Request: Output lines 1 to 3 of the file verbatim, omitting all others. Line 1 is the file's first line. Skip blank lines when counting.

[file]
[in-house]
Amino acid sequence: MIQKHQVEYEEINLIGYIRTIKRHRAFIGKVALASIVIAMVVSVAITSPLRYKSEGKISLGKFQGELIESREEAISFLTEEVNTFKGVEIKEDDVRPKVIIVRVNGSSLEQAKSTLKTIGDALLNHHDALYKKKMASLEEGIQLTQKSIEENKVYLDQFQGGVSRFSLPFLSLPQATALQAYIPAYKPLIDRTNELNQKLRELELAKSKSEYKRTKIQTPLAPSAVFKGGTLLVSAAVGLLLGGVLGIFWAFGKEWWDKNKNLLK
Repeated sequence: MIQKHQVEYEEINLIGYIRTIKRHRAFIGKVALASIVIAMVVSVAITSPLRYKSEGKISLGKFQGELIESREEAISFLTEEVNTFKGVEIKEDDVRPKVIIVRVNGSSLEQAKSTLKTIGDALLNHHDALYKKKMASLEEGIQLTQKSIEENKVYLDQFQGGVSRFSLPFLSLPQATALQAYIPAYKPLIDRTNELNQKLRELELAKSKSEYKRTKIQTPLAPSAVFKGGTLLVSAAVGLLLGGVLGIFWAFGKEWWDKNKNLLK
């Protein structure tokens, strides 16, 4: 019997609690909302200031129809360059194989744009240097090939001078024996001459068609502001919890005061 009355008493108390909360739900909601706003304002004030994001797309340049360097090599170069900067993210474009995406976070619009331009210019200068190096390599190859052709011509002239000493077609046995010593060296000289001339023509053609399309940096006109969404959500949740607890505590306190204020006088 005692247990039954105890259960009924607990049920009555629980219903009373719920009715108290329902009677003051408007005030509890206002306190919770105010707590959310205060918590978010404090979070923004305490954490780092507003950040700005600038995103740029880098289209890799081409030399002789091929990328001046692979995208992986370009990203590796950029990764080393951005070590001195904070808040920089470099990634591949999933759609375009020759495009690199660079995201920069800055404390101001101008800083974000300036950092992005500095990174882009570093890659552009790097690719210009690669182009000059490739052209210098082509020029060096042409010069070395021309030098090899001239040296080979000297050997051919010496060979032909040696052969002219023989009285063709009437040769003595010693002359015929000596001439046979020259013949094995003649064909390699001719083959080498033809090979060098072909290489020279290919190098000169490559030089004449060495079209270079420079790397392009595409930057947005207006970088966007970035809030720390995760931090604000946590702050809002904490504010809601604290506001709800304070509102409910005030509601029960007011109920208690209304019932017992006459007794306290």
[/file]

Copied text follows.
[in-house]
Amino acid sequence: MIQKHQVEYEEINLIGYIRTIKRHRAFIGKVALASIVIAMVVSVAITSPLRYKSEGKISLGKFQGELIESREEAISFLTEEVNTFKGVEIKEDDVRPKVIIVRVNGSSLEQAKSTLKTIGDALLNHHDALYKKKMASLEEGIQLTQKSIEENKVYLDQFQGGVSRFSLPFLSLPQATALQAYIPAYKPLIDRTNELNQKLRELELAKSKSEYKRTKIQTPLAPSAVFKGGTLLVSAAVGLLLGGVLGIFWAFGKEWWDKNKNLLK
Repeated sequence: MIQKHQVEYEEINLIGYIRTIKRHRAFIGKVALASIVIAMVVSVAITSPLRYKSEGKISLGKFQGELIESREEAISFLTEEVNTFKGVEIKEDDVRPKVIIVRVNGSSLEQAKSTLKTIGDALLNHHDALYKKKMASLEEGIQLTQKSIEENKVYLDQFQGGVSRFSLPFLSLPQATALQAYIPAYKPLIDRTNELNQKLRELELAKSKSEYKRTKIQTPLAPSAVFKGGTLLVSAAVGLLLGGVLGIFWAFGKEWWDKNKNLLK